-- mababang paaralan (ma-ba-bang ...)
highschool -- mataas na paraalan (ma-ta-as na ...)
university -- unibersidad (u-ni-be-si-dad)
student -- estudyante (es-tud-yan-te)

GREETINGS
Good morning. -- magandang umaga (ma-gan-dang u-ma-ga)
Good afternoon. -- magandang hapon (ma-gan-dang ha-pon)
Good evening. -- magandang gabi (ma-gan-dang ga-bi)
What's new? -- Ano'ng bago? (a-nong ba-go)
I'm leaving. -- aalis na ako. (a-a-lis na a-ko)
Hello -- hello
-- oi (uy) -- very very casual (dont ever use on your boss coz im sure you'll get fired hehe)


Take care. -- Ingat (i-ngat)
Good night. Magandang gabi (ma-gan-dang ga-bi)
Sleep tight. -- Tulog ka ng mahimbing (tu-log ka nang ma-him-bing)
Good luck. -- sana ay swertehen ka. (sa-na ay swer-te-hen ka)




hannahkrystelleMonday 22nd of March 2004 02:13:59 AM
more... - i think the pronunciation here is much better.
Pronunciation is divided into syllables.

the letters are pronunced as:
a -- as in "us", "dagger" , "gun", "math",
e -- as in "eggplant", "elbow" , "met"
i -- as in "rich"
o -- -- as in "cot", "bot",
u -- as in "do"

some pronunciation would be written like
---> summer -- some-mer
pronunciation in this form is marked with *

Praising

Kind. -- mabait (ma-ba-it)
Friendly. palakaibigan (pa-la-ka-i-bi-gan)
Cheerful. masayahin (ma-sa-yah-hin)
Sweet. -- malambing (ma-lam-bing) (bing same w/ bing-go!)
Cool. -- cool.
Clever. -- wais (wah-is)
Intelligent -- matalino (ma-ta-li-noh) (Not "NO")

Emergency

Help! -- tulong! (*too-long)
Pickpocket! mandurukot! (man-du-ru-kot)
Thief! -- Magnanakaw (mag-na-na-kaw)
Fire! -- Sunog! (*Sew-nog)
Freeze! -- Tigil! (*tea-gill)
Duck! -- Dapa! (da-pa)
Run! -- Takbo! (tak-bo)
Stop! -- Tigil! (ti-gil)
Wait! -- Sandali! (san-da-li)

Useful expressions

Thanks. -- salamat (sa-la-mat)
Sorry. -- patawad (pa-ta-wad)
And...? -- at? (at) (pronounced like the english "at")
Delicious! -- Masarap (ma-sa-rap)
are you Ready? -- handa ka na ba? (han-da ka na ba)
Ouch! -- aray! (*ah-rai) (same as "pie" drop p change to r)
Whoops! -- ooops! (ooops)

Asking "How?"
How many? -- Ilan? (i-lan)
How much? -- Magkano? (mag-ka-no)
How far? -- Gaano kalayo? (Ga-a-no ka-la-yo)
(take note: yo is pronounced as yoh NOT YOW)
How long? -- Gaano katagal (ga-a-no ka-ta-gal)
How small? -- Gaano kaliit (ga-a-no ka-li-it)
How big? -- Gaano kalaki (Ga-a-no ka-la-ki)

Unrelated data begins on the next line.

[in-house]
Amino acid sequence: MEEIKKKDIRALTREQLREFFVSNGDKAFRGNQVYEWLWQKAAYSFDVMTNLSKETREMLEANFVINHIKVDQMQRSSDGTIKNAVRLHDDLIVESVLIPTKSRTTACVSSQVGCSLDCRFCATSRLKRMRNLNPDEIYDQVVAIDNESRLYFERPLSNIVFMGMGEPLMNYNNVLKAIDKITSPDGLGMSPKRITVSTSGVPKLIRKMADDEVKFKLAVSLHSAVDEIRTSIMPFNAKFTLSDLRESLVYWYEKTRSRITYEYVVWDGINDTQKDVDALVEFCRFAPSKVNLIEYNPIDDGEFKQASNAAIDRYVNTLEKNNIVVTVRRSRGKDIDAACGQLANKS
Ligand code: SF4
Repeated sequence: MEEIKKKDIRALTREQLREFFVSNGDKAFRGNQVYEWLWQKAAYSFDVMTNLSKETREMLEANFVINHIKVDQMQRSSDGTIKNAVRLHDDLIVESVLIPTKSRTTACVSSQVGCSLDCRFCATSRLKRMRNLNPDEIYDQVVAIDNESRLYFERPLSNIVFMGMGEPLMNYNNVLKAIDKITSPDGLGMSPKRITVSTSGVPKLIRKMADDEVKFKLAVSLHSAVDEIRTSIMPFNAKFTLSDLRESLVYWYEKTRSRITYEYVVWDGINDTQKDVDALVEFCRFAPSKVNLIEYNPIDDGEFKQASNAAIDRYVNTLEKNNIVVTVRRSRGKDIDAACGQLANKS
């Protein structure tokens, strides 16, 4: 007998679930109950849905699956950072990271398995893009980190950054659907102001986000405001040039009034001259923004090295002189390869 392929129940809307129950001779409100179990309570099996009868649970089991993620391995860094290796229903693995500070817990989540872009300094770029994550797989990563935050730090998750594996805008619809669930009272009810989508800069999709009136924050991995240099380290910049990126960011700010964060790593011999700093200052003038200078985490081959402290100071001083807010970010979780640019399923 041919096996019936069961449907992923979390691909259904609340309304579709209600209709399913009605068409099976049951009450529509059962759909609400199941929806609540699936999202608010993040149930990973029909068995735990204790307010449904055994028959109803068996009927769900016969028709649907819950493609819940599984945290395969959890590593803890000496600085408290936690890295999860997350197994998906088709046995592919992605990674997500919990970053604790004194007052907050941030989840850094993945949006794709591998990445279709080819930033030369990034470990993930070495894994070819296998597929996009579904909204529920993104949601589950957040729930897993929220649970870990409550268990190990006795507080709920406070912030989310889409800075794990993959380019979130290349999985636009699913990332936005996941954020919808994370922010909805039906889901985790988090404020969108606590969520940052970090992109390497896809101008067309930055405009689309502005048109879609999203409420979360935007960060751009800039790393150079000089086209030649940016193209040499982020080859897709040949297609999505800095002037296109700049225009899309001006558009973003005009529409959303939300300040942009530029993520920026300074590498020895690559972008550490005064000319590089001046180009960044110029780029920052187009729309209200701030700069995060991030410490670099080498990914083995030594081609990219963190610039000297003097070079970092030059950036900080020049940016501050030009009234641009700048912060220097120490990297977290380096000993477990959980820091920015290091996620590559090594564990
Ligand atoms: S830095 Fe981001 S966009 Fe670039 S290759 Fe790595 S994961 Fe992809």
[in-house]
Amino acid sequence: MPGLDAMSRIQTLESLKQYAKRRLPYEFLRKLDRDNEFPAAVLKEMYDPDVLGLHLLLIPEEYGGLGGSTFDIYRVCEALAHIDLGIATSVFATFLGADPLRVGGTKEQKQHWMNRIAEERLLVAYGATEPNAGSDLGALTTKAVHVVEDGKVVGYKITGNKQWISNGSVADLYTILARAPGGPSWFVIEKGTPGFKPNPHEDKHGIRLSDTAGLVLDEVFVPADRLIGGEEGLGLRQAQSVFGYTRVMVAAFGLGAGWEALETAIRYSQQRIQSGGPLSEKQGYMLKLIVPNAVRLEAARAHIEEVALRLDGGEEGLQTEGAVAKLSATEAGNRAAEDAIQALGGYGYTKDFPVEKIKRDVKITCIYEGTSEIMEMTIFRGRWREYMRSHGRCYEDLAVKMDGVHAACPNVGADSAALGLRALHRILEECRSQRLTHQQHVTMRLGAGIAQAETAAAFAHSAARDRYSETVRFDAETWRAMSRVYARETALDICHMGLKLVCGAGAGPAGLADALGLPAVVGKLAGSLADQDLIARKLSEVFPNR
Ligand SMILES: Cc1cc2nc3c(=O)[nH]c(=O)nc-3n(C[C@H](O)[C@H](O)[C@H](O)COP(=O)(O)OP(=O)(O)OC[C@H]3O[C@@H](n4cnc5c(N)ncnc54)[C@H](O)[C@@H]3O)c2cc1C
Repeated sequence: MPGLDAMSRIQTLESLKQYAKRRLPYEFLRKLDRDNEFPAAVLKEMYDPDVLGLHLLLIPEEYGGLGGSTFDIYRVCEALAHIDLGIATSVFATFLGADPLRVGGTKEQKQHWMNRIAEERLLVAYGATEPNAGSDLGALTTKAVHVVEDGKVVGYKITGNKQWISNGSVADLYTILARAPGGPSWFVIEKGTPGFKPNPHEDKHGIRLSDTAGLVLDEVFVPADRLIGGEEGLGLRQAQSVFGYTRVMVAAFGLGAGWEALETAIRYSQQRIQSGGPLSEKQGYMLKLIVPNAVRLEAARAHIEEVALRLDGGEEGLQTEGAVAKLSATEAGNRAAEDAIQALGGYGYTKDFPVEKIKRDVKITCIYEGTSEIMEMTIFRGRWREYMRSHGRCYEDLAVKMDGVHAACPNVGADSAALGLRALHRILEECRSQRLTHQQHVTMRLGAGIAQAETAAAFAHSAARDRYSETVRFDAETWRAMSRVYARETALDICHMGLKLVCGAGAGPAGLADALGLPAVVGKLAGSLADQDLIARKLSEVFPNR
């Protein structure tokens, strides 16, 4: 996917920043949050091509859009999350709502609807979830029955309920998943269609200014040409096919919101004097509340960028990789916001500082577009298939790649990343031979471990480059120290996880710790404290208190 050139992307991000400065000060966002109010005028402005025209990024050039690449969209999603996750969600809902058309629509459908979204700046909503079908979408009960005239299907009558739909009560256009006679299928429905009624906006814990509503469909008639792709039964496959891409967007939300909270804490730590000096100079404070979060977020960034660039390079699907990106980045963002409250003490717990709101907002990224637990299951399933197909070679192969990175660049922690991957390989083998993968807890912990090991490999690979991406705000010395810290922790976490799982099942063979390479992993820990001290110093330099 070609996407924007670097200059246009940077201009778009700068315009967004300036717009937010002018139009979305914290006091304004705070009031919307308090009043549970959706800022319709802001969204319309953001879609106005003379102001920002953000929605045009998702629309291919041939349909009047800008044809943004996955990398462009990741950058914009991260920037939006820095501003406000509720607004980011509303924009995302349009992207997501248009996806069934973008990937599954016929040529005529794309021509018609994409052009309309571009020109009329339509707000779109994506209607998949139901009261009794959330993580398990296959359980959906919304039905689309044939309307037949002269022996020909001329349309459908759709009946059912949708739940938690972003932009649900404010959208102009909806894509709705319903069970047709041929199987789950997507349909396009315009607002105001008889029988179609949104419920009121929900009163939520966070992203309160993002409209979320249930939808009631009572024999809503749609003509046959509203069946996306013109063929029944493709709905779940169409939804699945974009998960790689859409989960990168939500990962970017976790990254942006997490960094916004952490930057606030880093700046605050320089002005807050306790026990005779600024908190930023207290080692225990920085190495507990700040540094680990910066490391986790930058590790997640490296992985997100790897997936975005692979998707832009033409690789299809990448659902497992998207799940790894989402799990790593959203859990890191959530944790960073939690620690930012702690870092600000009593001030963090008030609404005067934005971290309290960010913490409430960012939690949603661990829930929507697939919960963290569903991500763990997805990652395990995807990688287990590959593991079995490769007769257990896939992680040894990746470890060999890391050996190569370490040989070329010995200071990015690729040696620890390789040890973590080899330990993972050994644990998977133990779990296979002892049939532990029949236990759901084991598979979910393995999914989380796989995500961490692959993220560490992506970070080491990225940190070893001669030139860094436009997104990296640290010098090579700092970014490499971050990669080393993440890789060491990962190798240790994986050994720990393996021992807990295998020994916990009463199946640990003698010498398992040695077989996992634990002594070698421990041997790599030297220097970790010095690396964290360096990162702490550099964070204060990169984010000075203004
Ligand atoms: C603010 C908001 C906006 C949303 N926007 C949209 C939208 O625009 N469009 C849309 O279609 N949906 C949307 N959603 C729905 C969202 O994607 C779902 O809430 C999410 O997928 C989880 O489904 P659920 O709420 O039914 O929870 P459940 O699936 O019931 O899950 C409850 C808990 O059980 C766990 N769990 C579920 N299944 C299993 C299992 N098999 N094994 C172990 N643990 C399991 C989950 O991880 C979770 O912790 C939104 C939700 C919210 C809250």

How fast? -- Gaano kabilis (ga-a-no ka-bi-lis)
How come? Paano? (Pa-a-no)

hannahkrystelleThursday 01st of April 2004 11:05:44 PM
additional... - walang anuman beatboxer. mabuti naman at nakatulong ang mga nai-post ko dito.

-----------
I found this really helpful post somewhere in the i-net..
*hannah prays nobody will sue her for copying this.. he he*
-----------
here's the url of the website

http://www.mts.net/~pmorrow/filpro.htm
ps. i hope Jeff won't mind me posting the website here..
------------

The Filipino vowel letters are never combined to create a different vowel sound (except in foreign words). Each vowel indicates a separate syllable. So, the number of vowels in a word matches the number of syllables. However, there are a few exceptions

The Letter NG
This is a single letter in the Filipino alphabet and its sound is not at all foreign to the English speaker. It can be found in words such as “sing” and “hang” etc. The difficulty for non-Filipinos is that the ng sound is often at the beginning of a word or a syllable. Here is a trick to learn this sound. It works as long as you don’t pronounce the word “sing” with a hard g.

Repeat the words “sing along” several times together in a continuous flow:
Sing-along, sing-along, sing-along, etc…

Now remove the last syllable “long” and repeat several times:
Singa, singa, singa, etc…

Now remove the first two letters “si” and repeat several times while making sure that the sound of the letter Y does not creep into your pronunciation.
Nga, nga, nga, etc…
Now you’ve got it!

Try to say the following words: ngayón, ngipin, ngunit.